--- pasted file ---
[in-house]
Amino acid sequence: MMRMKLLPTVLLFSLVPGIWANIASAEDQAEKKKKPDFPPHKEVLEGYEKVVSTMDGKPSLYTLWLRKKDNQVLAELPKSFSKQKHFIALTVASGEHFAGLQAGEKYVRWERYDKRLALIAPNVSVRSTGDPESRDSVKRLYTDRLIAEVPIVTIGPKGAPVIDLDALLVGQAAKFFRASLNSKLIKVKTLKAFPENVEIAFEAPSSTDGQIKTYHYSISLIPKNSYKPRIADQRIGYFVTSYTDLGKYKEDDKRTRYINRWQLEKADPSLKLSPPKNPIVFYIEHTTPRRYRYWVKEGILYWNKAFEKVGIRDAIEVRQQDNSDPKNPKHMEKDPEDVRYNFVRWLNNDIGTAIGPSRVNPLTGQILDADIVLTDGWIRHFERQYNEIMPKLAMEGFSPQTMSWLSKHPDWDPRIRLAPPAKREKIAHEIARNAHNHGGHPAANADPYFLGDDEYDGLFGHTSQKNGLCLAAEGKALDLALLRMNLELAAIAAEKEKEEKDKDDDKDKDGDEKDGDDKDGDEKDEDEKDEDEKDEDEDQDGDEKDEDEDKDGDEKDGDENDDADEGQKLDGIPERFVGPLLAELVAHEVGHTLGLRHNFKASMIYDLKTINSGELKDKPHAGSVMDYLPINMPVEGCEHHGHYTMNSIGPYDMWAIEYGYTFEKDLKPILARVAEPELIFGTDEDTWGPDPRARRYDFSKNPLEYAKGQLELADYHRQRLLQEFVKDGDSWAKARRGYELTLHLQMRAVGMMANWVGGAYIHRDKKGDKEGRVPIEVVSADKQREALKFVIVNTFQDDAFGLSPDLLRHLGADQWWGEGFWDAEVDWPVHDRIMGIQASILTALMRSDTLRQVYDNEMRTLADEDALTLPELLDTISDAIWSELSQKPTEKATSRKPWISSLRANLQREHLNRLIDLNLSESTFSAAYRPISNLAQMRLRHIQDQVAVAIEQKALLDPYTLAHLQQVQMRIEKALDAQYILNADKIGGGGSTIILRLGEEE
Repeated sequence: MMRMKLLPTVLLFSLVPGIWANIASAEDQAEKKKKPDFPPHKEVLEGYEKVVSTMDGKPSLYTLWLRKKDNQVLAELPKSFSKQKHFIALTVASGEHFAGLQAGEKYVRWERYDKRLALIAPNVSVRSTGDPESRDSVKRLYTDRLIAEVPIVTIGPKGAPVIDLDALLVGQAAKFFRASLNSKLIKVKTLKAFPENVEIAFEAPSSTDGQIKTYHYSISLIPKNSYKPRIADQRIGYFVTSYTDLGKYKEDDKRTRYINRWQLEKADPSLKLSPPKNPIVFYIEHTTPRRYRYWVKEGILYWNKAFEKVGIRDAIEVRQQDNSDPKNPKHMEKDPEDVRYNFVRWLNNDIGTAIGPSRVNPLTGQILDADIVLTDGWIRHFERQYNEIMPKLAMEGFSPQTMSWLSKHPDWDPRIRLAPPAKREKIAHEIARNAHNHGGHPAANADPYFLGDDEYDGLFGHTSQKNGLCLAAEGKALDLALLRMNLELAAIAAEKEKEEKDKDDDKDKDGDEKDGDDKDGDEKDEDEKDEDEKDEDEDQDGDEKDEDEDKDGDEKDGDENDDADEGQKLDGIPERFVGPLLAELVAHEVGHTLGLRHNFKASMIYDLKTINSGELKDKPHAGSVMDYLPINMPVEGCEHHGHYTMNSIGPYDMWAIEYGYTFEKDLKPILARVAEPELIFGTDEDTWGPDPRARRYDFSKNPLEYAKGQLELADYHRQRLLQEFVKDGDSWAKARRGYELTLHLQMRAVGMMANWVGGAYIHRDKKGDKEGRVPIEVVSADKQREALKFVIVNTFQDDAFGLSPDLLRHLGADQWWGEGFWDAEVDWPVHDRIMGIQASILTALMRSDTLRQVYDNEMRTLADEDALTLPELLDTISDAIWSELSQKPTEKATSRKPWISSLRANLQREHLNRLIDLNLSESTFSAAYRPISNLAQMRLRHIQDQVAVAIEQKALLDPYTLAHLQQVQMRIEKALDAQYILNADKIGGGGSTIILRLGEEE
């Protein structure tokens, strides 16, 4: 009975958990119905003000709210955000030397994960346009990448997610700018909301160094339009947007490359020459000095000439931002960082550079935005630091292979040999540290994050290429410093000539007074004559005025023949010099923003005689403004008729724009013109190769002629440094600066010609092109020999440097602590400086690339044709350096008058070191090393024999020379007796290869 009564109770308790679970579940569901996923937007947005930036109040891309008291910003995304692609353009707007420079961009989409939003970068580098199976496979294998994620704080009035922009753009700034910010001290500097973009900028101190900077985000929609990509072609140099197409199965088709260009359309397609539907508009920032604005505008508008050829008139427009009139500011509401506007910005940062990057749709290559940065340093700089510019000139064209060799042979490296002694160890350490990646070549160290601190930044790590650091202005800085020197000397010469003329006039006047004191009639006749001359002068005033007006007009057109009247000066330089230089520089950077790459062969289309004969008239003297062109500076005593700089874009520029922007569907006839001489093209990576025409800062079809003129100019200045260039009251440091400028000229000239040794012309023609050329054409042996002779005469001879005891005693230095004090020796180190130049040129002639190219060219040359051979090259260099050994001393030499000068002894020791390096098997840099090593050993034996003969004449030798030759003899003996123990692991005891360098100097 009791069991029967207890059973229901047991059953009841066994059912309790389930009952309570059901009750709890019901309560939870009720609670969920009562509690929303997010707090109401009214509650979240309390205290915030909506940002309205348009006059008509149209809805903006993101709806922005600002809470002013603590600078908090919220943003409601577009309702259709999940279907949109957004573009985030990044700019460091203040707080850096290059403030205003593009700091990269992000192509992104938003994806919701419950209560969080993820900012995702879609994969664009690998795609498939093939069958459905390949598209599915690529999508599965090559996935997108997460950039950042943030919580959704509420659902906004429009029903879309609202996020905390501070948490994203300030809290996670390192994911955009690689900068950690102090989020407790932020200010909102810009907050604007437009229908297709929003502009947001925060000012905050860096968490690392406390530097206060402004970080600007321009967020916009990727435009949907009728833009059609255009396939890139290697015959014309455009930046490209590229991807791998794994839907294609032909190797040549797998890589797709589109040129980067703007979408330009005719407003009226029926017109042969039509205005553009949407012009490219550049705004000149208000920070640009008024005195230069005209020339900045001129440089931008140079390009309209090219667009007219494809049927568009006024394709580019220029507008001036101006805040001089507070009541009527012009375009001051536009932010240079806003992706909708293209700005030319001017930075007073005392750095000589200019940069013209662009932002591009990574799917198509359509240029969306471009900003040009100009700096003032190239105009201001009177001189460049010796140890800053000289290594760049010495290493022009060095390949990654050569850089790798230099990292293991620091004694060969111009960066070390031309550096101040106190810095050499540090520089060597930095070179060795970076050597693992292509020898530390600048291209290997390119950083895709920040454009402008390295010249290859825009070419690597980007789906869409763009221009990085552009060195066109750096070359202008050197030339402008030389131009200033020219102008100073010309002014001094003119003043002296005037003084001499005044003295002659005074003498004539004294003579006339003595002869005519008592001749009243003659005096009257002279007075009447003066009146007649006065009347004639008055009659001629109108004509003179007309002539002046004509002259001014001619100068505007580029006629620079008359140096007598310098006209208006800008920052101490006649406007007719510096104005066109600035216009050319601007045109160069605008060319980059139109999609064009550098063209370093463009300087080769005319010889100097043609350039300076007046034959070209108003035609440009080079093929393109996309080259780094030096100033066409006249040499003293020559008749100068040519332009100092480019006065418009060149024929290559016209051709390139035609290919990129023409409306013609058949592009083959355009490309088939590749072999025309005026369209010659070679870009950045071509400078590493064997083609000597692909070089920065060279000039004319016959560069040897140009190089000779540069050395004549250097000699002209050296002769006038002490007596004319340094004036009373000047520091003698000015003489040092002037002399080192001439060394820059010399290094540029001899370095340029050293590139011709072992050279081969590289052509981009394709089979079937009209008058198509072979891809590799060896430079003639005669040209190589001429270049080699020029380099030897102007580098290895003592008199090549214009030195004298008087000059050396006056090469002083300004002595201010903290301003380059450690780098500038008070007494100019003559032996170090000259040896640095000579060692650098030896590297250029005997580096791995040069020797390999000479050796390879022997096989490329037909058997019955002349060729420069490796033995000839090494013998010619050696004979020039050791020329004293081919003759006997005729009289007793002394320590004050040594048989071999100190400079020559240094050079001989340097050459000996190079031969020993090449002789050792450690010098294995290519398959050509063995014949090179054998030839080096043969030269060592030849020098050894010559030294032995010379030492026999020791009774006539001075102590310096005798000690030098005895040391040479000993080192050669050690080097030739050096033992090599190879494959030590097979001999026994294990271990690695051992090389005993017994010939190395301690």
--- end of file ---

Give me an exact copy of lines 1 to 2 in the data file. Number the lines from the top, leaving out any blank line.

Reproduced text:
[in-house]
Amino acid sequence: MMRMKLLPTVLLFSLVPGIWANIASAEDQAEKKKKPDFPPHKEVLEGYEKVVSTMDGKPSLYTLWLRKKDNQVLAELPKSFSKQKHFIALTVASGEHFAGLQAGEKYVRWERYDKRLALIAPNVSVRSTGDPESRDSVKRLYTDRLIAEVPIVTIGPKGAPVIDLDALLVGQAAKFFRASLNSKLIKVKTLKAFPENVEIAFEAPSSTDGQIKTYHYSISLIPKNSYKPRIADQRIGYFVTSYTDLGKYKEDDKRTRYINRWQLEKADPSLKLSPPKNPIVFYIEHTTPRRYRYWVKEGILYWNKAFEKVGIRDAIEVRQQDNSDPKNPKHMEKDPEDVRYNFVRWLNNDIGTAIGPSRVNPLTGQILDADIVLTDGWIRHFERQYNEIMPKLAMEGFSPQTMSWLSKHPDWDPRIRLAPPAKREKIAHEIARNAHNHGGHPAANADPYFLGDDEYDGLFGHTSQKNGLCLAAEGKALDLALLRMNLELAAIAAEKEKEEKDKDDDKDKDGDEKDGDDKDGDEKDEDEKDEDEKDEDEDQDGDEKDEDEDKDGDEKDGDENDDADEGQKLDGIPERFVGPLLAELVAHEVGHTLGLRHNFKASMIYDLKTINSGELKDKPHAGSVMDYLPINMPVEGCEHHGHYTMNSIGPYDMWAIEYGYTFEKDLKPILARVAEPELIFGTDEDTWGPDPRARRYDFSKNPLEYAKGQLELADYHRQRLLQEFVKDGDSWAKARRGYELTLHLQMRAVGMMANWVGGAYIHRDKKGDKEGRVPIEVVSADKQREALKFVIVNTFQDDAFGLSPDLLRHLGADQWWGEGFWDAEVDWPVHDRIMGIQASILTALMRSDTLRQVYDNEMRTLADEDALTLPELLDTISDAIWSELSQKPTEKATSRKPWISSLRANLQREHLNRLIDLNLSESTFSAAYRPISNLAQMRLRHIQDQVAVAIEQKALLDPYTLAHLQQVQMRIEKALDAQYILNADKIGGGGSTIILRLGEEE